Issue 10 / February 2018


Poetry Issue 10

“Moths”, “Meet Me At the Stairs” and “Change Will Come?”

Emily Wong

Emily Wong draws poetic sustenance from nature’s presence. Whether in “Moths,” “Meet Me At the Stairs,” or “Change Will Come?,” natural metaphors ground the poems: moon becomes an “empress,”; dawn “the birth of light/after a long misty night,”; and day when “the light is bland,/and the colours don't dance.”

Poetry Issue 10

“Caracas”, “The Milky Way as Path to the Otherworld” and “Mirrorland”

Mari Pack

Figurative language is the essence of poetry, but its timbre is varied from poem to poem—“energetic,” “vital,” “arousing” are descriptors in Mari Pack’s poetry. See “The Milky Way As Path to the Other World”: “a life of too many sugar syrups/meat caught in a blender, coughing up/nothing but dust --/high pitched notes/ shattering in round, operatic soprano holes.”

Poetry Issue 10

“Portrait: Woodbury, Indiana”, “What Happens to Dealership Cars During a Hurricane” and “Aubade with the Red Door”

Paige Leland

Page Leland’s prose poem “Portrait: Woodbury, Indiana” is a poetic journey of narration, rhythm, and metaphor in three stanzas with lines such as these: “When we close our eyes, the sky rips open, sounds like bones breaking”; “Pass the time by searching white clouds for a sign of something divine—“; “9 pm, when the sky is dead and black and the moon is only an outstretched hand away.”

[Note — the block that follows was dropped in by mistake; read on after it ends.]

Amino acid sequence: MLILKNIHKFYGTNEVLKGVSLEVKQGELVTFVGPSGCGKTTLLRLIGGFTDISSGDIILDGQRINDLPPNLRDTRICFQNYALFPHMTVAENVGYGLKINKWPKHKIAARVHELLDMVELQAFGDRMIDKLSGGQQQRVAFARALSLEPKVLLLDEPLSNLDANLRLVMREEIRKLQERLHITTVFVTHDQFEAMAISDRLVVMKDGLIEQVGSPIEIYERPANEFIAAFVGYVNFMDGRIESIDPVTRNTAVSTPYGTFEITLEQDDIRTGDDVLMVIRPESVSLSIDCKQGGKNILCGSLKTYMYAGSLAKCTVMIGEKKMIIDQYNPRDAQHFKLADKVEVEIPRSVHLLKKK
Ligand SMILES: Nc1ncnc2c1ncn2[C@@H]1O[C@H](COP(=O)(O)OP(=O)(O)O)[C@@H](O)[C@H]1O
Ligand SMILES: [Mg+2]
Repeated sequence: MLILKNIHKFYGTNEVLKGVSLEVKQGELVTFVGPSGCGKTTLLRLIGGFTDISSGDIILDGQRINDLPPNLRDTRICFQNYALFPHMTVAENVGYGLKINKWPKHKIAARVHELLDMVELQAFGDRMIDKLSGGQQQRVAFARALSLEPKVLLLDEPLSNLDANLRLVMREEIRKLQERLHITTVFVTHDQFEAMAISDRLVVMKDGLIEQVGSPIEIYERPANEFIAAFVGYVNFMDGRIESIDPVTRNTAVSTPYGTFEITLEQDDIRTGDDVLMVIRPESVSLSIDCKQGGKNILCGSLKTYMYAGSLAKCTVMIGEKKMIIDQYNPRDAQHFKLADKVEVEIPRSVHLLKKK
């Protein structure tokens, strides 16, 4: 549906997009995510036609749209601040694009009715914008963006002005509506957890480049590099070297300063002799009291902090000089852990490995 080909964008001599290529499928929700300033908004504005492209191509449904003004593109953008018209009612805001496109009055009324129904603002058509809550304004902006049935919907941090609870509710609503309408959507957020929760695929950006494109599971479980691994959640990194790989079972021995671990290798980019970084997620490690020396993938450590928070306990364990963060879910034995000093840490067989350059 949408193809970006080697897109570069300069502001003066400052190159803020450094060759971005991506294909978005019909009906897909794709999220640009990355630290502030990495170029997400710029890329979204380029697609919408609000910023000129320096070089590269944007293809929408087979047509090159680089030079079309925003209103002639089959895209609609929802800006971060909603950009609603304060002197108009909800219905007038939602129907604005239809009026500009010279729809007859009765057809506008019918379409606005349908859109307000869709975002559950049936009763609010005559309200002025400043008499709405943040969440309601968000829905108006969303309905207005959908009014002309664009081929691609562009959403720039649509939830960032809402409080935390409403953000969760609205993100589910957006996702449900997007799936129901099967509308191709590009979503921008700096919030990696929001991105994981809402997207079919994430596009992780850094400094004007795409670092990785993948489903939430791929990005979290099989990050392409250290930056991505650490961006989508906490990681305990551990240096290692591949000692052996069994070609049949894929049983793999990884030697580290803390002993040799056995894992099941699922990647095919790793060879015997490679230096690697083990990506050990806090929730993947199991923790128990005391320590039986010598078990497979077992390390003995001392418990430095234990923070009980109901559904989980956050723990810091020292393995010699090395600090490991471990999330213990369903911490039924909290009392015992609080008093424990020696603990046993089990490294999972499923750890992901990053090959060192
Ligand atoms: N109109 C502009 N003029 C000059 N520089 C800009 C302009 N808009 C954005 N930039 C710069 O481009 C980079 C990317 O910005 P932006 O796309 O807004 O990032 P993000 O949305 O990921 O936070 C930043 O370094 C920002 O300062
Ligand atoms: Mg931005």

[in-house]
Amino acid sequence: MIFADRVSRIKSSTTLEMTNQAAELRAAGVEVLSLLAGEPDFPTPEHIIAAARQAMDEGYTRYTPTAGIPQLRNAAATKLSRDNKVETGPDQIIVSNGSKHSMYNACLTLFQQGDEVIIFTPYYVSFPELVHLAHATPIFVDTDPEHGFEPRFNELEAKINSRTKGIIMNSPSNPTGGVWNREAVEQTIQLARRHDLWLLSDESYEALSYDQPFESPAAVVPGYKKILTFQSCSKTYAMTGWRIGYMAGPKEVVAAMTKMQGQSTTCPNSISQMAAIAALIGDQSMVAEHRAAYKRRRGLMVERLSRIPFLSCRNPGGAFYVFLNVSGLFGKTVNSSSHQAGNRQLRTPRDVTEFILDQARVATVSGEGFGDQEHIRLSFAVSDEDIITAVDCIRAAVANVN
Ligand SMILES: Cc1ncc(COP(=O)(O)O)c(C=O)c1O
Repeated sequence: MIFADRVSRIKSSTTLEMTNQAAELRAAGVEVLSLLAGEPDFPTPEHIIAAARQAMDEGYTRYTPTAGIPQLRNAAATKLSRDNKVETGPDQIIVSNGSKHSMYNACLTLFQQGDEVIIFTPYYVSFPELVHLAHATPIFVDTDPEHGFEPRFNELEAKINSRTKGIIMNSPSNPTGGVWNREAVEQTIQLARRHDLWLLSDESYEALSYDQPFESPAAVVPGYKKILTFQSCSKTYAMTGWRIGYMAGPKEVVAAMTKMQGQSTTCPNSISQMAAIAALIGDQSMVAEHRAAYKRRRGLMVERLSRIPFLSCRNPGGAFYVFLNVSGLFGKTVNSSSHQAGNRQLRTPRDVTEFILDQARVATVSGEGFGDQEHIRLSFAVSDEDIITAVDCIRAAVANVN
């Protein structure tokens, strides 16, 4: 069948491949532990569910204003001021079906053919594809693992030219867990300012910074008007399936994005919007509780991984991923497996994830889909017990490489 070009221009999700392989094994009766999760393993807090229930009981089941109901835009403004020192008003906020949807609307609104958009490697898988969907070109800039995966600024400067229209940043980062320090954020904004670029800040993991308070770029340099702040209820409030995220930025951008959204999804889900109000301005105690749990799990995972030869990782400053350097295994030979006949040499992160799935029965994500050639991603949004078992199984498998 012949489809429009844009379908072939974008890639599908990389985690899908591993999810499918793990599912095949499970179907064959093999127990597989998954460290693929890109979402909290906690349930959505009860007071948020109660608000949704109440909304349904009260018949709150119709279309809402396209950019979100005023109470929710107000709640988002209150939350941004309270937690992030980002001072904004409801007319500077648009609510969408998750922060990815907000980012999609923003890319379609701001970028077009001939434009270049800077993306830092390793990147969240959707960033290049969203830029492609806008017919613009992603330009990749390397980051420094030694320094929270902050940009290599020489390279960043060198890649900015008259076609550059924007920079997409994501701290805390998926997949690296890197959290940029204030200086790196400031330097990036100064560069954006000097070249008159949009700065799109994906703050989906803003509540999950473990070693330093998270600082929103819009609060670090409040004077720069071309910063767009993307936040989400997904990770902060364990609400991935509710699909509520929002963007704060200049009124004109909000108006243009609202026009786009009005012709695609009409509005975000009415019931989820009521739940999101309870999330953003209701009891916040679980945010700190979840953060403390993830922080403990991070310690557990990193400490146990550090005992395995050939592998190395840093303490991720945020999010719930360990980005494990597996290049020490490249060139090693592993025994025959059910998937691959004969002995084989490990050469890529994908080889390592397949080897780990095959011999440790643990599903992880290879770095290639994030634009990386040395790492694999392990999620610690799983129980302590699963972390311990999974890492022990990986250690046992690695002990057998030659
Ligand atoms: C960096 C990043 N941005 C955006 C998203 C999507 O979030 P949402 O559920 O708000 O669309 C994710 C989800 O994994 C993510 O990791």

Poetry Issue 10

“Some Privileges”, “Burial Feathers” and “Slovak Smelling Salts”

Sara Marron

Conjoining the language of music and the agency of poetry, Sara Marron ponders the depth of humanity’s touch. It reverberates in “Some Privileges”: “Putting my arm around your waist, taking your backpack from you to descend the subway/ platform, walking:/In relievo, sotto voce; subito triofale/A direction to make the melody stand out, voices in undertone; suddenly/triumphant.”

Poetry Issue 10

“My Birthday is Around the Corner”, “New Words for Poems” and “Gift of Love”

Jerrice J. Baptiste

There is no escaping the gentle, fully in control poetic voice of Jerrice J. Bapiste. No matter the theme, her poetry blesses with meditative meaning: “My heart knows a deeper/truth. I open/the bag let some air in,/place the stone on my/wooden desk, remember/my mother loves me when/eyes tear up at sunrise/ at the old monastery.”

Poetry Issue 10

“I have tenuous connections to famous literary men and they haven’t helped me to become a famous poet” and “Get It Together”

Rebecca Larkin

Rebecca Larkin knows the powerful play of irony, nowhere more so than in her poem “Get It Together”—personification and metaphor as vehicles: “We're all rooting for him/ TO GET IT TOGETHER,/He's basically a tree that had its feet cut off/And its nose washed out by acid rain/and its leaves of personality waxed up so hard/they can't photo-synthesize.”